Speed Reads

Through the Looking Glass

Watch a BBC newscaster explain the U.S. ivermectin boom to a British audience

BBC News broadcaster Ros Atkins presented a seven-minute rundown this week of the surge in the off-label use of ivermectin to treat or try and prevent COVID-19, mostly in the U.S. It's "fascinating" to watch this outside look at "the U.S. ivermectin craze," Dr. Bob Wachter at U.C. San Francisco tweeted Thursday, adding that Atkins "plays it [straight-ish], but you can imagine what would be in a thought bubble."

"In the U.S., a drug called ivermectin is being touted as a way of treating and preventing COVID-19, despite a lack of evidence to back this up," Atkins said. "Ivermectin is cheap, it's widely available, its makers won the 2015 Nobel Prize for Medicine for how it treats parasitic diseases in humans. It's also used as a dewormer for horses, and the advice from the U.S. Food and Drug Administration, the FDA, is clear" — it isn't approved for COVID-19.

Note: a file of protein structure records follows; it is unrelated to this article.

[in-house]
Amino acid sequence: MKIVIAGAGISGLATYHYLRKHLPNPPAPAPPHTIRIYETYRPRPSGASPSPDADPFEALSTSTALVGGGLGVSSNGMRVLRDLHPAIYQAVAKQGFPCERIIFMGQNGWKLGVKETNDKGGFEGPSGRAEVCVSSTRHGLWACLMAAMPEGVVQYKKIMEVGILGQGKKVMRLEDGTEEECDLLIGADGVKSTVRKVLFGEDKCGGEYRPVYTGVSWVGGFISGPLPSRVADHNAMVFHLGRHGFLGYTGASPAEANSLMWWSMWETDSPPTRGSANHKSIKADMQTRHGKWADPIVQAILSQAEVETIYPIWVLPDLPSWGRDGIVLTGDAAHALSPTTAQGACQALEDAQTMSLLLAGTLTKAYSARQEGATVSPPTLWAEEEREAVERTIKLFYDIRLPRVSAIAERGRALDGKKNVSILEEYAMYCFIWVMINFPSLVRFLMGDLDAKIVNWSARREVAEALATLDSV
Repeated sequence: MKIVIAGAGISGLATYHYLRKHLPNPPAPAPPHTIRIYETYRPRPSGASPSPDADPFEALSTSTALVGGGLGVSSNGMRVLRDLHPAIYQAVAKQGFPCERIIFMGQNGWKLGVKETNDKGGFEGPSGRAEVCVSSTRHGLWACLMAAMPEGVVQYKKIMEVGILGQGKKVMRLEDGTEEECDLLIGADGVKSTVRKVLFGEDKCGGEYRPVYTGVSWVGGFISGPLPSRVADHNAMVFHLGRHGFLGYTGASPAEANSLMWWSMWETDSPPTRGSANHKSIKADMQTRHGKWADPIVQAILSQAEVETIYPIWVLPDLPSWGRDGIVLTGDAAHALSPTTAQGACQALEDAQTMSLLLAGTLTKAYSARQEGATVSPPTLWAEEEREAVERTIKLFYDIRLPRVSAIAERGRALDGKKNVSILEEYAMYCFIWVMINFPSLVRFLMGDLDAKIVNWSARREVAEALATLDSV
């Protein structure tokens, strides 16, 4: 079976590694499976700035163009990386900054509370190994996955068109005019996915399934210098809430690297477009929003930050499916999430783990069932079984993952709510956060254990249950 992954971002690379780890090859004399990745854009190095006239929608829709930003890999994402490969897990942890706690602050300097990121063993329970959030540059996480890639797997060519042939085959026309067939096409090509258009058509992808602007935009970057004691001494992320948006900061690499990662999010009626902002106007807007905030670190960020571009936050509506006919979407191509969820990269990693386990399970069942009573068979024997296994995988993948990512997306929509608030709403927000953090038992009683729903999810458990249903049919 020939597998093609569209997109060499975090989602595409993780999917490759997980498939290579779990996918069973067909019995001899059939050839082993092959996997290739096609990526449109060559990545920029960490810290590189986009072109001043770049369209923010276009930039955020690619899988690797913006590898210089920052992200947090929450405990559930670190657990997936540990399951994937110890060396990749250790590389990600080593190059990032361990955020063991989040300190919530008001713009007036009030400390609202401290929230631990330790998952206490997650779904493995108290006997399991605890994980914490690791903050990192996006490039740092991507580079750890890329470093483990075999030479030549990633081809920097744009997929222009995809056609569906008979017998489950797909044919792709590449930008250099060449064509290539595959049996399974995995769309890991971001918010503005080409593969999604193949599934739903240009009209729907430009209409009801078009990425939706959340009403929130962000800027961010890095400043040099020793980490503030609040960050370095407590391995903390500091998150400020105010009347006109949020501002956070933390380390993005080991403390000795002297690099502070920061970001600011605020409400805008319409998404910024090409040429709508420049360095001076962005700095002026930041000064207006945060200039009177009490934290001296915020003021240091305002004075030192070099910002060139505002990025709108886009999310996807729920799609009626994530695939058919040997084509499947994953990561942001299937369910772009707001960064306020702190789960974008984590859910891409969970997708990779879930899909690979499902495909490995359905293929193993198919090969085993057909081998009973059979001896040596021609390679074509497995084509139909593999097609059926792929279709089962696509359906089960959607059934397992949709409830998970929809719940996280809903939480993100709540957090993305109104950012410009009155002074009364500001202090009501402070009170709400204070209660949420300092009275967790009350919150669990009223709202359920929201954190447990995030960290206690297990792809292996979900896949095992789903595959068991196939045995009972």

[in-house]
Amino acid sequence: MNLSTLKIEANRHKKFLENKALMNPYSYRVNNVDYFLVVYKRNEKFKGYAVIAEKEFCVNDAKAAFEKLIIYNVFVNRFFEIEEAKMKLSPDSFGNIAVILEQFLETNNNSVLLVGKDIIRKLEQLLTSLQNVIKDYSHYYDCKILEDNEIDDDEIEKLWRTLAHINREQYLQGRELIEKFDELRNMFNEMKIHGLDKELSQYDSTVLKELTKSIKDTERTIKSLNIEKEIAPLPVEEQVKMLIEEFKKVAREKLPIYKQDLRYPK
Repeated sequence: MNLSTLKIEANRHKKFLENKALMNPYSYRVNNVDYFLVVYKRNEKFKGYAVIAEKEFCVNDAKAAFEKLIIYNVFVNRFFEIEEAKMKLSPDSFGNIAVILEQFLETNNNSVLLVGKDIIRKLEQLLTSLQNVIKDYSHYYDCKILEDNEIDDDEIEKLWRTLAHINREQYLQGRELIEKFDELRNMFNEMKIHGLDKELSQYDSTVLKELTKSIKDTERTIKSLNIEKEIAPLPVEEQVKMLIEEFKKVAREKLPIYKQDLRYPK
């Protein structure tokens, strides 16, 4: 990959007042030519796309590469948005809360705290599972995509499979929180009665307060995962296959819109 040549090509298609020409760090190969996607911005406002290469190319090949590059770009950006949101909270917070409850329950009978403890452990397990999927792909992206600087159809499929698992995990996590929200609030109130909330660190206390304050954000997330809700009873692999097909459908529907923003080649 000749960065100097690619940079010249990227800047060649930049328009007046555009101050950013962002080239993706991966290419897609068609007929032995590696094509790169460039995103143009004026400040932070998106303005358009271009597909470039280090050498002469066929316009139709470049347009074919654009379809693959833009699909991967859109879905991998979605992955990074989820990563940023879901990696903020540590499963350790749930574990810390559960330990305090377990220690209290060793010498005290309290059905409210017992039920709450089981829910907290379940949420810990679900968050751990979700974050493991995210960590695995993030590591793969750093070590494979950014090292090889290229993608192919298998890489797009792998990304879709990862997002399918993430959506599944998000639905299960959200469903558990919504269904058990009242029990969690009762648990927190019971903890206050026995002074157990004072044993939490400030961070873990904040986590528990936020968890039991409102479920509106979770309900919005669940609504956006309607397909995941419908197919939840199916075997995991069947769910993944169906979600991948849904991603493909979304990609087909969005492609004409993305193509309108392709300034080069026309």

The FDA's increasingly urgent "intervention was prompted by an increase in sales of ivermectin" at pet and feed stores, Atkins said. "And look at this: According to the U.S. National Poison Data System, there was a 245 percent jump in reported exposure cases from July to August. In other words, these are people who've taken ivermectin and become ill."

For these people and others, "it seems either the distinction between the products for humans and animals is not registering, or some people don't mind," Atkins said. "And to understand why ivermectin has become bound up in the pandemic, we need to go back to last year," and early research that has led nowhere yet. 

Some U.S. doctors are prescribing ivermectin anyway, "and it's clear that many of those who are turning to ivermectin despite a lack of evidence are turning away from the COVID vaccines, despite a lot of evidence," Atkin concludes. "All of which means that as case numbers in the U.S. have risen through the summer, so has interest in ivermectin. It's a story about some Americans' response to COVID, but it's also a story about the erosion of trust in politics and in science, and how that erosion has led some people to conclude that this drug is what they need — even, in some cases, the version of it that's for horses." Watch his full report below, including his attempt to say "y'all" and his winking fact check of Australian tennis player Pat Cash.